Educating About Food Allergy: Teaching The Tough To Reach

You no doubt have your own way of teaching people about your child’s food allergy, a way that suits your temperament, and style of communication.

So, these six suggestions for sharing information are offered as possible solutions should your sincere words fall on deaf ears, or inspire defensiveness instead of cooperation:

  1. If you do not feel confident educating others about food allergies, let concern for your child inspire you to speak with assurance. People are more attentive to words spoken with conviction, and when you see that people are responding to your certainty, genuine self-confidence will bloom and grow.
  2. Out of apprehension you may stress the life-threatening seriousness of food allergies when talking with others, but people - especially your child’s caretakers - need an equal amount (or more) of reassurance that food allergies can be well managed—and specifics on how to do that.
  3. Even with growing food allergy awareness, the issue is still new to many. People may need to hear about it several times before the information takes up residence in their memory, or the seriousness of food allergy sinks in. This means you must teach with patience - even when it’s in short supply - since impatience causes humans to tune out, withdraw, or wax defensive.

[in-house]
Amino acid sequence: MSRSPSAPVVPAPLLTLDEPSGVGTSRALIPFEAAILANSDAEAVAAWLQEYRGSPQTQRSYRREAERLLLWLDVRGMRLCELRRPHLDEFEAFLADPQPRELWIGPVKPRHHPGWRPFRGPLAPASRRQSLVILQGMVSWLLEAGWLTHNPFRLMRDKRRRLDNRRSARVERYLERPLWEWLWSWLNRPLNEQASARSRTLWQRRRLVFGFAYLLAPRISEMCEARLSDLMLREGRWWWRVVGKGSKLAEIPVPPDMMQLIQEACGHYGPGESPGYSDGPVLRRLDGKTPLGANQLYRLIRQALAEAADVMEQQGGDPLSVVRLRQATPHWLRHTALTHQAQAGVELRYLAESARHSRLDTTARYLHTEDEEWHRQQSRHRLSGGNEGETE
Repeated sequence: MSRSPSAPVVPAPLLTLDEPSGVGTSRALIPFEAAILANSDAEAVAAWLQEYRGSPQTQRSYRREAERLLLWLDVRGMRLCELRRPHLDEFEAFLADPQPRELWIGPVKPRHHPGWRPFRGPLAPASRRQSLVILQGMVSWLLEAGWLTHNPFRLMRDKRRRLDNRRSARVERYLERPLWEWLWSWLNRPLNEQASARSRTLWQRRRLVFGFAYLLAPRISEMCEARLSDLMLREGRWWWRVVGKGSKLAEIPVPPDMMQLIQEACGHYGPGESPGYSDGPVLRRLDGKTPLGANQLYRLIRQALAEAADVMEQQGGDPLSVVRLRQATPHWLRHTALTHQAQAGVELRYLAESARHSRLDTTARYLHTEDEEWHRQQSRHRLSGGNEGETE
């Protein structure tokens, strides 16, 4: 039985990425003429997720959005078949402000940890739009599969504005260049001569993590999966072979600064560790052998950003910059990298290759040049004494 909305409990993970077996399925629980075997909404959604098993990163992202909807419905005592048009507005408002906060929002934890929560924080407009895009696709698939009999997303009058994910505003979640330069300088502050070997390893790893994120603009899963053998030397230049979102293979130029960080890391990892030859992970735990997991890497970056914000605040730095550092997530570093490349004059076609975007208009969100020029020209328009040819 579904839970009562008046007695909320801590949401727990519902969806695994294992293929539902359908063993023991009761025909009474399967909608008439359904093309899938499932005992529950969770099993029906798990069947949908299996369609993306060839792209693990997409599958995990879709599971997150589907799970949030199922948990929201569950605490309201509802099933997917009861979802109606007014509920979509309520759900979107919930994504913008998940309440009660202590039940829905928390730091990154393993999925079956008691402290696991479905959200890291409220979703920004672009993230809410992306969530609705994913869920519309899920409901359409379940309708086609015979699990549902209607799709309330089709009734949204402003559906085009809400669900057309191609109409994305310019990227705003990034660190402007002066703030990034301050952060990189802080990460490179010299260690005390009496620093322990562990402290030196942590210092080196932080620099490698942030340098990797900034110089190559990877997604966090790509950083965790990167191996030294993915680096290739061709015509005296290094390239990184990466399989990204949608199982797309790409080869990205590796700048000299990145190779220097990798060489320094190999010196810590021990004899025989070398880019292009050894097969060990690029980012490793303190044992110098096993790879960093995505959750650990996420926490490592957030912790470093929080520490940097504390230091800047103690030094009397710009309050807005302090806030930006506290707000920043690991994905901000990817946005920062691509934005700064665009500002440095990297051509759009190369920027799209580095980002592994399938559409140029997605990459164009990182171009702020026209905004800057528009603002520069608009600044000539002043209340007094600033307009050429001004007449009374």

4. Your child’s needs must 1) be understood, and 2) seem doable. Use easy to understand language, and include just enough detail to ensure your child’s safety. Practice your delivery with a trusted friend to get feedback on the clarity of your teaching.
  5. No matter what teachers say or how, they can have trouble reaching certain individuals and need to try a variety of approaches. Some people respond better to written or audio materials, than to a live speaker. Others may listen more readily to a respected expert such as a doctor, or allergist. While one person may be moved by story and metaphor, another only warms up to data verified by research. It’s also possible someone will hear something from another educator that they will never accept from you; it happens.
  6. If people frequently comment that you are overreacting to food allergies, or if they express discomfort about caring for your child, take an honest look at your tone of voice and word choice. Emotional intensity and scare tactics can slip into your speech because you are passionate about your child’s safety, but this may cause listeners to doubt your words, or doubt their ability to heed them.

Finally, remember that, “Some people will never learn anything, for this reason, because they understand everything too soon.” ~ Alexander Pope

Photo credit: Alan Levine

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